Death of a cat - a haunting farewell.
Any animal lover will know that dread moment. The moment you realise your pet is going to die, the moment you know there will be no reprieve. Despite the common response from people who have never shared their homes with pets that 'it's only an animal' the grief is felt as much as if you were losing a human, sometimes more.
The first signs of illness.
The first sign that there was anything wrong with our red tabby cat, Spotty, was when she snatched a mouthful of food, yowled and ran away from her food bowl to hide. A trip to the vet uncovered bad teeth which we had extracted.
Over the following two years the problems kept returning until one day the vet diagnosed cancer. Spotty was still only about 12 or 13 years old and as I was used to my cats living until they were almost 20 the news was a bitter blow.
Cancer in a cat.
Despite doing all we could there was no recovering from such a death sentence, the cancer was in her lower jaw and was inoperable. The thought of parting with her was devastating to us and we decided to let her enjoy life for as long as she could as long as she was not in pain.
I wanted her to be able to die peacefully in her own home. The trauma of the final visit to the vet's surgery was something I really didn't want to put her through.
With the aid of painkilling medication she continued to seem to enjoy her life ... and even her food for a while but eventually she stopped eating and began to sleep much more. Anyone who doesn't know cats will tell you that cats seem to sleep all the time anyway and it certainly true that they do sleep a lot.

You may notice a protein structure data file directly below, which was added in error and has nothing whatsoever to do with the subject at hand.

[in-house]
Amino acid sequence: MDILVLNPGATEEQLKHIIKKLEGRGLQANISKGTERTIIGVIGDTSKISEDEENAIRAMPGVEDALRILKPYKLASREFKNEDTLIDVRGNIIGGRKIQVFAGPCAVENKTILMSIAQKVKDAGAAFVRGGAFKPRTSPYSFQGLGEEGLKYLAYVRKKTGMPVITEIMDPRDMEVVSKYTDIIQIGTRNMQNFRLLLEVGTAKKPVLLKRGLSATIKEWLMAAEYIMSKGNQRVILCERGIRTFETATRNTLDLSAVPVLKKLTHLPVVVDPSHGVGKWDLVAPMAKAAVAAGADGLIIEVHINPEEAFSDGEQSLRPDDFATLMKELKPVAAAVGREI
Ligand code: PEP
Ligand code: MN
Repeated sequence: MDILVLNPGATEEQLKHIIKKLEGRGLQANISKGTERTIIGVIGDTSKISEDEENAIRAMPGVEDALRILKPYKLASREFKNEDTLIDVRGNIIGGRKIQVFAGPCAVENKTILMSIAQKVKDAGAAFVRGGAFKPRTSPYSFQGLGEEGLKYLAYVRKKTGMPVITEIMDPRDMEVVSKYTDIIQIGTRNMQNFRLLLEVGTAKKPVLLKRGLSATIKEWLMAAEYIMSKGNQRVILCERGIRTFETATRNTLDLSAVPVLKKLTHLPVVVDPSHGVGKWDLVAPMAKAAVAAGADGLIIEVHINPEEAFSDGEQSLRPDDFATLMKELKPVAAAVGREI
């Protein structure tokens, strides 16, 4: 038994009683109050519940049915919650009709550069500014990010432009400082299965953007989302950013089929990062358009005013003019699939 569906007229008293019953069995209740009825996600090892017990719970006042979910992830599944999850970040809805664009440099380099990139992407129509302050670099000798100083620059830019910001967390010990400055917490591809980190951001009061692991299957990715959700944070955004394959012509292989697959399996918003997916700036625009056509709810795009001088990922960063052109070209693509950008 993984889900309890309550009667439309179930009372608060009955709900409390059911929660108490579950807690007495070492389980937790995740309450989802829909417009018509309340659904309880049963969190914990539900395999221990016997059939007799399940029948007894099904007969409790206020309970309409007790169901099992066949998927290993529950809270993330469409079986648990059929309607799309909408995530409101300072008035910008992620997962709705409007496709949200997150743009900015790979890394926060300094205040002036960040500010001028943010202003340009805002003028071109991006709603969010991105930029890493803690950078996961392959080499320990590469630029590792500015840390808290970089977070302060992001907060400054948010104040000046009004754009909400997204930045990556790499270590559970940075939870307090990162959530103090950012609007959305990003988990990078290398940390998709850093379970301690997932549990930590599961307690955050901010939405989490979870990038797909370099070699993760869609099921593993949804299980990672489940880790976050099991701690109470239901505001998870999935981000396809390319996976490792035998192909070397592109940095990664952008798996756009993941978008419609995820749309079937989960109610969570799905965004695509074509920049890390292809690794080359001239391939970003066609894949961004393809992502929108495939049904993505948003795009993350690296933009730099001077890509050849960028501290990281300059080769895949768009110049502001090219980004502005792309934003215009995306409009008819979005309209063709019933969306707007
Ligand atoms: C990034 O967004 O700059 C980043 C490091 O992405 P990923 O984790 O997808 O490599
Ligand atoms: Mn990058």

But many cats have made some effort to adapt to the human daily cycle and Spotty did spend a lot of 'awake' time with us, supervising and checking that we were doing things right. It told us a lot when this no longer happened.
At that time I had some weird notion that it was better for an animal to die a 'natural' death rather than be humanely 'put down'. It was all part of some crazy 'New Age' belief system that had got hold of my mind at the time but it seemed to fit whilst she was in no apparent pain. She just slept her time away and I expected her to pass quietly in her sleep but I had severely underestimated her indomitable spirit.
As the weeks passed she began to sleep more and more and I carried her up and down stairs when I went to bed so she could sleep on the floor at my side of the bed and I could check on her. Often waking in the night I would put out my hand to touch her and find her body cold with no discernible heartbeat but, miraculously, the next morning she would still be there groggily looking up at me with loving eyes.
I took to just sitting, nursing her on my lap for long periods and putting her in warm spots of the house, upstairs on the landing usually as it was warmed by heating pipes under the floorboards. She was very weak now and I thought she would not attempt to come downstairs. On sunny days I took her outside to listen to the birds calling. She lay in my arms like a baby looking up at me, blinking with love and purring like mad, apparently pleased to be outside in the sunshine with me.
Leaving to die in peace?
One day when I came back from the shops she was gone and panic set in. I could hardly believe that she had had the strength to go downstairs and climb through the cat flap but asking around my neighbours it seems she had done just that and they had seen her making for the fields. I had heard of cats disappearing off into the countryside to die but selfishly I could not bear for that to happen to Spotty and I knew I had to find her.